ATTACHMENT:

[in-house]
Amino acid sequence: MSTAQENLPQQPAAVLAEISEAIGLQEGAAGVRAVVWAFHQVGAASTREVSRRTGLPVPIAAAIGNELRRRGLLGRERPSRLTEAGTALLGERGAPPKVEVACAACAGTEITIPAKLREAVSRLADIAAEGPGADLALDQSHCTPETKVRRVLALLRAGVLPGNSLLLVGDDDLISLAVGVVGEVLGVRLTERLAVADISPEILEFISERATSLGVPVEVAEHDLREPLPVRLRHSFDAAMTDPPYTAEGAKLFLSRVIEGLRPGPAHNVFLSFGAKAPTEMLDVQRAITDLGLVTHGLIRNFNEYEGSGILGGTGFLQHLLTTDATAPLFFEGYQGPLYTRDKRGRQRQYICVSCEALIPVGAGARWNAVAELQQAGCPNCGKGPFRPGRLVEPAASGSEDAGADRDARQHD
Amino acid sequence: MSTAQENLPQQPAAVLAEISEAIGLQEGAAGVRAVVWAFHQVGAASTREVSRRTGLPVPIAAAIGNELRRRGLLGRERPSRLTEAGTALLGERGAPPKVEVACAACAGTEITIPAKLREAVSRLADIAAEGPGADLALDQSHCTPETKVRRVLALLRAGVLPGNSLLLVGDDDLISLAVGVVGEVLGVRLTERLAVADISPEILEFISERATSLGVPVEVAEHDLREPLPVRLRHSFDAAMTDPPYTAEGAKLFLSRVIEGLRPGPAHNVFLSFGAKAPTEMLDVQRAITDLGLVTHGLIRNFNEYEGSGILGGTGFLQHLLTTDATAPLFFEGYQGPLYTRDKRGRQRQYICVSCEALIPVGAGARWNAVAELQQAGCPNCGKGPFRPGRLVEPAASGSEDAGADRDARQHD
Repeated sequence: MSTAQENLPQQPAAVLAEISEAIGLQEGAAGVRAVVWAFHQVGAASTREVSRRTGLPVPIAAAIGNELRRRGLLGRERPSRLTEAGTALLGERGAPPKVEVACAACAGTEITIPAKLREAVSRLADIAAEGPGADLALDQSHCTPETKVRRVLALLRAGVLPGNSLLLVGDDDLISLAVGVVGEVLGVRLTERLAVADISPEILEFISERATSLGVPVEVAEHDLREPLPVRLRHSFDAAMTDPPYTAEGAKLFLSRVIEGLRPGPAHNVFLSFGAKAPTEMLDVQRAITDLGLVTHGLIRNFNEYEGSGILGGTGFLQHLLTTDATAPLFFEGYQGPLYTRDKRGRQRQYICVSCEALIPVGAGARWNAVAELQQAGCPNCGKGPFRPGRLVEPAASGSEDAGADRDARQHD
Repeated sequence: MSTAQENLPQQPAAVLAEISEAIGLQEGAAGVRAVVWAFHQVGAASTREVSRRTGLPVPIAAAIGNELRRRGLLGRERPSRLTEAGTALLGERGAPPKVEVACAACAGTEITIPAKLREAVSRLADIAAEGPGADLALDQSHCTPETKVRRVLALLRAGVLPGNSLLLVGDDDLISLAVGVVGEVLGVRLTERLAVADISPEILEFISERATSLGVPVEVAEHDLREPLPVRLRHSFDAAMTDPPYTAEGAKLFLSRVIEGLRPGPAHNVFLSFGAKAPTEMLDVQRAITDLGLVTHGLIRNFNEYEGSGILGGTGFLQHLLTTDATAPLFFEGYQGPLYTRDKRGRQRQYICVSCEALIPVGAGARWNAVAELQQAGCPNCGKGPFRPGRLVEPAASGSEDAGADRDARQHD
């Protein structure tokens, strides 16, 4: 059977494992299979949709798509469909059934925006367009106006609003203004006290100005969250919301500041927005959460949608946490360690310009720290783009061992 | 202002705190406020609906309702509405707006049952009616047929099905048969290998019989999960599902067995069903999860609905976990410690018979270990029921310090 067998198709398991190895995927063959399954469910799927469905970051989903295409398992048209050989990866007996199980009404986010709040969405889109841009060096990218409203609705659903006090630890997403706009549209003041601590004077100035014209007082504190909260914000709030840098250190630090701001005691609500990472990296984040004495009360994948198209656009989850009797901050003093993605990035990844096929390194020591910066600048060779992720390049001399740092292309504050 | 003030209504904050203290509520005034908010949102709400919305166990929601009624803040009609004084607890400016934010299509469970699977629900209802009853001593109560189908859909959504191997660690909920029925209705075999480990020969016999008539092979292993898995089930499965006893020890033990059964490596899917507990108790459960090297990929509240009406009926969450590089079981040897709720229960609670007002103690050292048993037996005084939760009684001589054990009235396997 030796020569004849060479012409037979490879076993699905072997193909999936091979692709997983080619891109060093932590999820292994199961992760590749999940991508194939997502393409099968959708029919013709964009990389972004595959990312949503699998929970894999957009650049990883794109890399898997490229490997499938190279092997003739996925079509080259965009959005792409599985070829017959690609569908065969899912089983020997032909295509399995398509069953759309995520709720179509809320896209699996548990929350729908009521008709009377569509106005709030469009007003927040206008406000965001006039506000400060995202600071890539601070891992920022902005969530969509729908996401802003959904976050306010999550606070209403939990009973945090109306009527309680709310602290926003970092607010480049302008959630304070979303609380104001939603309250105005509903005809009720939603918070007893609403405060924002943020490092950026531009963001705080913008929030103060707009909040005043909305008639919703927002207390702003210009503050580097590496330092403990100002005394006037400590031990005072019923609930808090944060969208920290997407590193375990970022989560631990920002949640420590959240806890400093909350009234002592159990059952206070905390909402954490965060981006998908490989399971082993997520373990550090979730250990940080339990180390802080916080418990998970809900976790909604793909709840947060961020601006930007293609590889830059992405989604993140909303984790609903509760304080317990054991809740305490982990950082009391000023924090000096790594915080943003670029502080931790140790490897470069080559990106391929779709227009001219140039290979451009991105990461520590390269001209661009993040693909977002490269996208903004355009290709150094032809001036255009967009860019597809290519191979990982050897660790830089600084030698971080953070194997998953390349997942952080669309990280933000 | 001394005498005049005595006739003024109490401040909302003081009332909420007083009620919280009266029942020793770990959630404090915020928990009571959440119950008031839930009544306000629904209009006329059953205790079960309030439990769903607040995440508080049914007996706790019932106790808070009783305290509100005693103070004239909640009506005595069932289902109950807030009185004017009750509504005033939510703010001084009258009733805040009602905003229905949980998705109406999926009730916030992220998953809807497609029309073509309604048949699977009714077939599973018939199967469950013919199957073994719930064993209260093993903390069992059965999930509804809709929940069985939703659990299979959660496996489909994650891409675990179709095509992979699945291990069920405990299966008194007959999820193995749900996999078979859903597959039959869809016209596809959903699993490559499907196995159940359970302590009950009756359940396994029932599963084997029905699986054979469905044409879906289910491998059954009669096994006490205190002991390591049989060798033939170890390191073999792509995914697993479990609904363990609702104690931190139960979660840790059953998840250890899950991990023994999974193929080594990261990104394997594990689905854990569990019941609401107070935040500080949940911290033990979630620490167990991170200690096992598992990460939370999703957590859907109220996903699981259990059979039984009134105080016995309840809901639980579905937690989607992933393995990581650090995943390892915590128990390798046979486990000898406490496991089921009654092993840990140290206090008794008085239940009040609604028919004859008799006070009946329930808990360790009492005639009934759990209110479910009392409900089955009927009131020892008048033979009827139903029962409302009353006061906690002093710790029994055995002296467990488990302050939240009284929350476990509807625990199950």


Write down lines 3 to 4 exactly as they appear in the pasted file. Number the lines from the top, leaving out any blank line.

Amino acid sequence: MSTAQENLPQQPAAVLAEISEAIGLQEGAAGVRAVVWAFHQVGAASTREVSRRTGLPVPIAAAIGNELRRRGLLGRERPSRLTEAGTALLGERGAPPKVEVACAACAGTEITIPAKLREAVSRLADIAAEGPGADLALDQSHCTPETKVRRVLALLRAGVLPGNSLLLVGDDDLISLAVGVVGEVLGVRLTERLAVADISPEILEFISERATSLGVPVEVAEHDLREPLPVRLRHSFDAAMTDPPYTAEGAKLFLSRVIEGLRPGPAHNVFLSFGAKAPTEMLDVQRAITDLGLVTHGLIRNFNEYEGSGILGGTGFLQHLLTTDATAPLFFEGYQGPLYTRDKRGRQRQYICVSCEALIPVGAGARWNAVAELQQAGCPNCGKGPFRPGRLVEPAASGSEDAGADRDARQHD
Repeated sequence: MSTAQENLPQQPAAVLAEISEAIGLQEGAAGVRAVVWAFHQVGAASTREVSRRTGLPVPIAAAIGNELRRRGLLGRERPSRLTEAGTALLGERGAPPKVEVACAACAGTEITIPAKLREAVSRLADIAAEGPGADLALDQSHCTPETKVRRVLALLRAGVLPGNSLLLVGDDDLISLAVGVVGEVLGVRLTERLAVADISPEILEFISERATSLGVPVEVAEHDLREPLPVRLRHSFDAAMTDPPYTAEGAKLFLSRVIEGLRPGPAHNVFLSFGAKAPTEMLDVQRAITDLGLVTHGLIRNFNEYEGSGILGGTGFLQHLLTTDATAPLFFEGYQGPLYTRDKRGRQRQYICVSCEALIPVGAGARWNAVAELQQAGCPNCGKGPFRPGRLVEPAASGSEDAGADRDARQHD